Thanks a lot for the detailed explanation.
We just need one more answer:
Let's assume that we have distributed environment; console + processor + collector. We have different license amounts allocated on the console and the processor (naturally, as you have stated above). And when events are received on the collector, license is applied on the collector according to license allocation on the processor, right? Then why is the license applied again on the processor (after the collector), and then on the console again (after the processor) according to the IBM training graphic we sent above? (Please mind red arrows and the question written in red also.) Why is it needed on every appliance? Or is that a standard procedure only? It confused us terribly, so if you can make a clearance on that it would be awesome.
Have you had a chance to check our below questions?
Hey Onur,Sorry for the delay, I was heads down on a bunch of work. The license check for events occurs where they arrive based on the license allocation assigned to that host. Ecs-ec-ingress is the primary gatekeeper as to how many events the appliance can take in, this has two checks:1. Incoming EPS to determine how fast events are coming in against the license as anything over needs to go to the spillover queue (bursting events)2. A monitoring check to see if you are under license is so we know how to empty the spillover queue (events that need to be processed) and how many.As each appliance can receive events, for example, you might send Windows events to your Event Collector, then send Firewall events directly to your Event Processor, and send custom events from an App to your Console. Each of these appliances have an ecs-ec-ingress service, so you could send events to each appliance, but they only apply this 2-part license check on events they directly receive. If an Event Collector receives Windows events, then hands them off to the ecs-ec service to be parsed, we don't check the license again as the events are already in the pipeline. The image you showed is at best confusing or misleading. As of the 3 arrows you marked in your image, if the Windows events are received by the Event Collector, that is the appliance where ecs-ec-ingress is acting as the gatekeeping to do the license checks. This might help explain things: After the events are in the pipeline, there are buffers that handle moving events to other services between appliances, these are buffers than license checks. For example if an ecs-ec service is down or an ecs-ep service is busy or full, the events need somewhere to go and the what is represented as a "Overflow filter (enforced license limit)" should just be thought of as a buffer between services and not an X EPS check. For example, if someone restarts a service, those events are already past the license check, but we need a buffer between services so that data is not lost, if someone were to restart ecs-ec or when services get backed up when the system is really busy. The diagram is not accurate in my opinion as far as it is more confusing. If an event enters the pipeline at the top of the stack (the Event Collector) it is handed off between each service, but we aren't checking against the license again on the Event Processor as we want to empty that queue as fast as possible to get the event collected, parsed, go through the rules engine (CRE), and stored to disk. Hope this helps. If you have follow-up questions, let me know.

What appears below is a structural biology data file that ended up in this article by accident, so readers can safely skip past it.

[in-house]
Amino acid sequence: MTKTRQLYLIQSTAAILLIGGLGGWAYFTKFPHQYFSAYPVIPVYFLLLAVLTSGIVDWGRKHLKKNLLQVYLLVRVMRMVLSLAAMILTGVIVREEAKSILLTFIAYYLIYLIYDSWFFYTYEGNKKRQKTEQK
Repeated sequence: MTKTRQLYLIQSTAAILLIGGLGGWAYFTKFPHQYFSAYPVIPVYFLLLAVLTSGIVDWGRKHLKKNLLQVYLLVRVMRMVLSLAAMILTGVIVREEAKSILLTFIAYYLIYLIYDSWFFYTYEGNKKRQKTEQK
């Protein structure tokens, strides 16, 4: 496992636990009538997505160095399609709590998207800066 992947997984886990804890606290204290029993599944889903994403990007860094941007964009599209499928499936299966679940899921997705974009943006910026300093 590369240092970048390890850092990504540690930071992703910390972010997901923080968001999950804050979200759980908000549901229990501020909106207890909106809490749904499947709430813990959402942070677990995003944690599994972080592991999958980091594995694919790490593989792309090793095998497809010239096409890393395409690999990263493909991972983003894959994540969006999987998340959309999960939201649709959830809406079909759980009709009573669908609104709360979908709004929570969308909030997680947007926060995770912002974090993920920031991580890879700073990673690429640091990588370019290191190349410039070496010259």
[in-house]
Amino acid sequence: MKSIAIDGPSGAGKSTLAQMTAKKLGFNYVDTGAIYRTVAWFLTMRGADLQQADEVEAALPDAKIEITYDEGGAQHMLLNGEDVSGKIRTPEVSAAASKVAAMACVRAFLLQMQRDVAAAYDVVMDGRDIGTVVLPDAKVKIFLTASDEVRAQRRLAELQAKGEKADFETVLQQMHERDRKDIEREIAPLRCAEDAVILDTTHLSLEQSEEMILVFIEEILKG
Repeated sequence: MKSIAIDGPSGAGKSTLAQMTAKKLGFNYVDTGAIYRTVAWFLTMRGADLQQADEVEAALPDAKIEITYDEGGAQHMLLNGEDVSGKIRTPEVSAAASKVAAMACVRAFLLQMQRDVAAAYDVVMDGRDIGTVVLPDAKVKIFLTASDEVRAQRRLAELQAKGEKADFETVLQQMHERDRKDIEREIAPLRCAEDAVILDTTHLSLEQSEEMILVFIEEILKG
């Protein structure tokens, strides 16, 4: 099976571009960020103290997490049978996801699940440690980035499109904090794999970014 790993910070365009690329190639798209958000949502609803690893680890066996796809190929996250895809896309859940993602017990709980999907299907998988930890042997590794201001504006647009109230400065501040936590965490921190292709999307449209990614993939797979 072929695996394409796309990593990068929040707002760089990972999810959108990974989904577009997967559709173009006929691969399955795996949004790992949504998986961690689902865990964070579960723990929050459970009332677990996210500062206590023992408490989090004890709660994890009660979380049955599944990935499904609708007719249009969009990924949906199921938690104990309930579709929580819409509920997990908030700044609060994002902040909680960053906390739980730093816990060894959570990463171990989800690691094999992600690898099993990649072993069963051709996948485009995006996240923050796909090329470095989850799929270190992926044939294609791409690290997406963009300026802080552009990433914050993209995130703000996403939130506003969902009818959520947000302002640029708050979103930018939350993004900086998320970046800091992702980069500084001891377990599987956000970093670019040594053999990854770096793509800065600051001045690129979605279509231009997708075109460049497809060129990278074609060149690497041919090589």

Thank you a lot Jonathan. This answer clears all of our doubts. Have a great day!